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I would like to use nginx to proxy an entire range (9000-9999) to the same port on a different ip address. Is it possible for nginx to automatically bind to a thousand ports? Can I do this without writing 4000 lines of nginx configuration?

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1 Answer 1

You can do this with the built-in server_port variable:

proxy_pass http://backend-host-name:$server_port;

That would make whatever port the request came in on be proxied to the same back-end port.

So you don't need 1000 proxy_pass statements. But, you may have a problem with the listen directive. It won't accept a range of ports, so you will need 1000 lines of the form:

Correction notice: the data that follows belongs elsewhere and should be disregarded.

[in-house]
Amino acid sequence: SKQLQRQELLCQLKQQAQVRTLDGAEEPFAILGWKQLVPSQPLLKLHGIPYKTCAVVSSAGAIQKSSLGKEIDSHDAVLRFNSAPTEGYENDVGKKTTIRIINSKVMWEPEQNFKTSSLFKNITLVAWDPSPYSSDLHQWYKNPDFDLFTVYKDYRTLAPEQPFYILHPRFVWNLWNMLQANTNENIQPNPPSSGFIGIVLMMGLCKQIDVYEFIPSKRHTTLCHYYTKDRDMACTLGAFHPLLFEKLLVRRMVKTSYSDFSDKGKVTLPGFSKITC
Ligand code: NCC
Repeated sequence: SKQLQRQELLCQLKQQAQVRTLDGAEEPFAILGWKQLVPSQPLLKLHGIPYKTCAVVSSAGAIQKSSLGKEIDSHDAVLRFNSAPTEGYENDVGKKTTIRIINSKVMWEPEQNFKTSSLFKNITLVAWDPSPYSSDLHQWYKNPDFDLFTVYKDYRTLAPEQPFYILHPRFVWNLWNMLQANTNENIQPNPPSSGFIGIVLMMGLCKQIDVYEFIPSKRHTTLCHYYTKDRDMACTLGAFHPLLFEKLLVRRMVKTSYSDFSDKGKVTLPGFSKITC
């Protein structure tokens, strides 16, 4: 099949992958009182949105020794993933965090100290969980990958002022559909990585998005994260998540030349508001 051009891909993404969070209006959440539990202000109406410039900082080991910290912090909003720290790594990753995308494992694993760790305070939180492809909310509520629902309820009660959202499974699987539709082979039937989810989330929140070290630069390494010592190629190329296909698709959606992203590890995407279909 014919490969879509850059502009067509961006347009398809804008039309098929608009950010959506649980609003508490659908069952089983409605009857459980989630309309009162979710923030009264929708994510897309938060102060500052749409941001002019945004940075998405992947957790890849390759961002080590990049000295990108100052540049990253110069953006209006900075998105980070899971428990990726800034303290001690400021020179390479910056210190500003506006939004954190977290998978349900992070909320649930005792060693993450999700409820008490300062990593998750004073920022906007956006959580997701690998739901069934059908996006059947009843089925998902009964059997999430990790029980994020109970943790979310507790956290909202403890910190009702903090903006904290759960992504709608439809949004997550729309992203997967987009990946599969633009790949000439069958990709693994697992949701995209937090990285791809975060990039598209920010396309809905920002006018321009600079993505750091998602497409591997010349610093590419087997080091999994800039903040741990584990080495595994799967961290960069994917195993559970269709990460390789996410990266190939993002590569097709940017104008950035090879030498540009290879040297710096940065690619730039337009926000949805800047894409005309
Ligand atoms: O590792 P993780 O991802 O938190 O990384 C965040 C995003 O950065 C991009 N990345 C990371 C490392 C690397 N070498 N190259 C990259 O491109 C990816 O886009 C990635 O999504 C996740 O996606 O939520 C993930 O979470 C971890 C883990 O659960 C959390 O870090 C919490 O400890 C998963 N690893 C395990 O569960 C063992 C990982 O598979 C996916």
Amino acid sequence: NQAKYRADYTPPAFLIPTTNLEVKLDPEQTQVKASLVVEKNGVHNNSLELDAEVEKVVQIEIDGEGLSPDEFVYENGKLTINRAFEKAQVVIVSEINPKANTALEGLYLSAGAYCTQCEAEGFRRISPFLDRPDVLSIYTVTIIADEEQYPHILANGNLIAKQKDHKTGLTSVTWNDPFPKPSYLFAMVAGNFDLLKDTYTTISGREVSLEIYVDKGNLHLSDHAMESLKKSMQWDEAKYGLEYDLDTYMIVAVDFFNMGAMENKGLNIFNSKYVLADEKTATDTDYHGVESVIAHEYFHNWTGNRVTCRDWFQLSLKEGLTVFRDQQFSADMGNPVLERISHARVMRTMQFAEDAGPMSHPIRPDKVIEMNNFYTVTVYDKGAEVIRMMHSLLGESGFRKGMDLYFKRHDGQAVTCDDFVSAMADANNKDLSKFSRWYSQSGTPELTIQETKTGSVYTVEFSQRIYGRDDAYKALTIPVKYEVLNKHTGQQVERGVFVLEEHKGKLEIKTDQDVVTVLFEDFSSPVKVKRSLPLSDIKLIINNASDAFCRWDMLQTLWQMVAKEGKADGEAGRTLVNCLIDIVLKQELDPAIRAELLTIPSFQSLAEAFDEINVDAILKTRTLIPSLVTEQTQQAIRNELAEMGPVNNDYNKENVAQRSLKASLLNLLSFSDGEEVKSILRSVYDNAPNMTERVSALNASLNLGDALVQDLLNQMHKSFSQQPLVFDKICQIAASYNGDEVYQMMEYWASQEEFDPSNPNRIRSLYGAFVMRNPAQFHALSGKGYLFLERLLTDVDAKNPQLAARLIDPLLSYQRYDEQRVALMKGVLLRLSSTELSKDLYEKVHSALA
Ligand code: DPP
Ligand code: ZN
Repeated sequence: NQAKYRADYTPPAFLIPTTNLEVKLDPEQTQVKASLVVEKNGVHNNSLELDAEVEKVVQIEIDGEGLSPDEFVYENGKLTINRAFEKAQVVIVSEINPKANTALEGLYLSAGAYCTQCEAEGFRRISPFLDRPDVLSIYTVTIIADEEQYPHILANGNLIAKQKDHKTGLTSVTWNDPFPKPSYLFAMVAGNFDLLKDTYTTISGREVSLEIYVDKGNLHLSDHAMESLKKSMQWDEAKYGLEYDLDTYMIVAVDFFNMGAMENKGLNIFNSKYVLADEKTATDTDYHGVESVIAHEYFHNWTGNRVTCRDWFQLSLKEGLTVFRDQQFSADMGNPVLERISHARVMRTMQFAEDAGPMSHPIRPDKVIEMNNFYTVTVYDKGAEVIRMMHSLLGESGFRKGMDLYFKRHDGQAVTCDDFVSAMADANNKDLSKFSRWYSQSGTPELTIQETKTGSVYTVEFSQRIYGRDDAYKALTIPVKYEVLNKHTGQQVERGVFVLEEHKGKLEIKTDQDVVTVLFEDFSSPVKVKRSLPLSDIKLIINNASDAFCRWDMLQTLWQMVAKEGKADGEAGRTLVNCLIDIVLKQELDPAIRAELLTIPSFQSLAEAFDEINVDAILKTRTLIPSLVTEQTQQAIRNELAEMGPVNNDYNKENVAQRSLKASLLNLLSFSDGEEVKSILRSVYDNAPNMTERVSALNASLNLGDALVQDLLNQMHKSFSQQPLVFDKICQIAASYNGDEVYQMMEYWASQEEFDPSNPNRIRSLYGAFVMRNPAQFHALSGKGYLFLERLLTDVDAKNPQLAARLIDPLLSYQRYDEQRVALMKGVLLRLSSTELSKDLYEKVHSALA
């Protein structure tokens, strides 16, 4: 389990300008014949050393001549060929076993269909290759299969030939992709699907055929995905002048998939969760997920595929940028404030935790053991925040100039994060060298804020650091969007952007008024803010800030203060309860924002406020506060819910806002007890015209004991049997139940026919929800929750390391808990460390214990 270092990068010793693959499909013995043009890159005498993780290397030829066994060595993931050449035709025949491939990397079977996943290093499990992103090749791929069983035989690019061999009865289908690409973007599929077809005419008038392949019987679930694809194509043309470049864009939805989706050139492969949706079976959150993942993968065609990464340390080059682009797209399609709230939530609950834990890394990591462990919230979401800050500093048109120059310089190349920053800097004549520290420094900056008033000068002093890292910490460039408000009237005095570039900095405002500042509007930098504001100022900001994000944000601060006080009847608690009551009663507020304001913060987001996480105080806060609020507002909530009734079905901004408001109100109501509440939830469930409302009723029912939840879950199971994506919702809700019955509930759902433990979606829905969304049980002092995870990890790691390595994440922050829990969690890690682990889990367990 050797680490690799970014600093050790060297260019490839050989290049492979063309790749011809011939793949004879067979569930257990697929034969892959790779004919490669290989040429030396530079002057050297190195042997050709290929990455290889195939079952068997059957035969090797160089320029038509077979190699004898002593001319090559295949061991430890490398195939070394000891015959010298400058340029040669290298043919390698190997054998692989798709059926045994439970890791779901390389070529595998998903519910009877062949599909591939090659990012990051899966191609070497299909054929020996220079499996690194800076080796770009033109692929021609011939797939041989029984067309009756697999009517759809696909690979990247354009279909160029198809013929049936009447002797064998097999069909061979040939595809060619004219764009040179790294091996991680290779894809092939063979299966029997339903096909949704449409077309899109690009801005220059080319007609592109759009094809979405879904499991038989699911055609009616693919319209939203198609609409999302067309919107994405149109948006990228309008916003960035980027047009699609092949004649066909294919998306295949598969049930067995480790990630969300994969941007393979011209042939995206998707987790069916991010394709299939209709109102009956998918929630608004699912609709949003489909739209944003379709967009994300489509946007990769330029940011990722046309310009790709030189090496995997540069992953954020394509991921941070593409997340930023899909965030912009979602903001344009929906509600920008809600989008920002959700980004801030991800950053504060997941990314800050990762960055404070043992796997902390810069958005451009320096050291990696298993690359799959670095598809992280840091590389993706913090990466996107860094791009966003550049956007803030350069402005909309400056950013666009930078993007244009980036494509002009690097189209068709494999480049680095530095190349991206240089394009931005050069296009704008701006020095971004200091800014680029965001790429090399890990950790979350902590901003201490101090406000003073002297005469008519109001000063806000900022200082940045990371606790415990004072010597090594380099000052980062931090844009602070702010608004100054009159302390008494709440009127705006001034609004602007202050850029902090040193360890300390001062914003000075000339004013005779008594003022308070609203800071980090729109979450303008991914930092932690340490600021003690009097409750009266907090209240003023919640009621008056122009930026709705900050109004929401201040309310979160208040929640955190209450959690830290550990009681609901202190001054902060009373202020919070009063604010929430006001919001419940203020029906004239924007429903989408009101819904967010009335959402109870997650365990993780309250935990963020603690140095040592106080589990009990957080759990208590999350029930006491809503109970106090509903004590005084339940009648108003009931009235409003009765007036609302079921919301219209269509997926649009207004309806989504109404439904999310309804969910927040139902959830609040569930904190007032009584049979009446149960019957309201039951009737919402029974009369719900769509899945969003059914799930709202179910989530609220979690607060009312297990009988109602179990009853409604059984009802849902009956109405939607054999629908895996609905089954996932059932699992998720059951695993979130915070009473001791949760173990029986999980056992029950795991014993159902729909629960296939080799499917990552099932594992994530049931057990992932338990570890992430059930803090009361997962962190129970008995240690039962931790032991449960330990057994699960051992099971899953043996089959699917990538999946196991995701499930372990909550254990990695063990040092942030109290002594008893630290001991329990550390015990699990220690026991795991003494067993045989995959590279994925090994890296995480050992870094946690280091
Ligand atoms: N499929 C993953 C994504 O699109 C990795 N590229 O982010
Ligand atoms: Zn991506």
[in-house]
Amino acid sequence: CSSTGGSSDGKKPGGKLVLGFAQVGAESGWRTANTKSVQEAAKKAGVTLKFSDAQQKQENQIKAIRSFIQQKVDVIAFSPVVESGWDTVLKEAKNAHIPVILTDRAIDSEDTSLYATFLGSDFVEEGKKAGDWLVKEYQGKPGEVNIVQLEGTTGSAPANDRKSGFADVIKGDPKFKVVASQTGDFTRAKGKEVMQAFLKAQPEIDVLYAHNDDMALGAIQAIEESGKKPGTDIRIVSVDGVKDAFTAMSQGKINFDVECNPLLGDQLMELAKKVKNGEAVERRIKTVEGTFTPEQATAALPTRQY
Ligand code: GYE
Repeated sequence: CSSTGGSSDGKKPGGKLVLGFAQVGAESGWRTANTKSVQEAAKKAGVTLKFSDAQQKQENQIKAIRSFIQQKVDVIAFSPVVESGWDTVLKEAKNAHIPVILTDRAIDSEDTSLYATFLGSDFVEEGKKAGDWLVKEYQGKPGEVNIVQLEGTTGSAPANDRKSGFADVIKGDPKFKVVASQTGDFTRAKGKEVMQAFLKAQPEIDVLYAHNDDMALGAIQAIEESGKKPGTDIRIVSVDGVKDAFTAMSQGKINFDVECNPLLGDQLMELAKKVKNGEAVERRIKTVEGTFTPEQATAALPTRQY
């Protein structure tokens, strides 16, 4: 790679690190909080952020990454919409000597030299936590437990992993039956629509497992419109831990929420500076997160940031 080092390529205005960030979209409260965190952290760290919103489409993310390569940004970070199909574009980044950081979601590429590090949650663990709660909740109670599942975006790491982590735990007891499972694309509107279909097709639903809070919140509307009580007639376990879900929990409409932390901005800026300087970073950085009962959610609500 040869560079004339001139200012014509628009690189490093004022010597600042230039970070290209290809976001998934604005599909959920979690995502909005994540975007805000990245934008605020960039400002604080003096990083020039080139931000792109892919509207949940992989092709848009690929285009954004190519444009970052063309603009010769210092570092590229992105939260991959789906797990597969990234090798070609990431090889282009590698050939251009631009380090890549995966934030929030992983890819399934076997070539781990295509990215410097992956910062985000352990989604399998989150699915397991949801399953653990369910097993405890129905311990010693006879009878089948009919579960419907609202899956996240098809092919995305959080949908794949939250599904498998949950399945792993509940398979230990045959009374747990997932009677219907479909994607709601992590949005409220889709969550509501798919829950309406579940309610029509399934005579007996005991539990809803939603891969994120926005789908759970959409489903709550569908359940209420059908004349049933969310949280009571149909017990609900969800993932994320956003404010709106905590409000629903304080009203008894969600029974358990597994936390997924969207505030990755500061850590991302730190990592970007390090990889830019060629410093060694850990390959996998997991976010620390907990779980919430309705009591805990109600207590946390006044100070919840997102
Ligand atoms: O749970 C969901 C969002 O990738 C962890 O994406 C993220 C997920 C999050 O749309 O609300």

listen 9000;
listen 9001;
listen 9002;

That list can be easily generated with a spreadsheet. You will probably also need to adjust the number of file handles allowed by nginx to handle this number of sockets. Nginx can do it, the limits may be at the OS layer. See here and here.

I will say, though that this seems to be a problematic design. Why do you need 1000 ports? Wouldn't using host names or some part of the URL to differentiate requests make more sense? It would be far more scalable - no need for 2000 sockets as a baseline.

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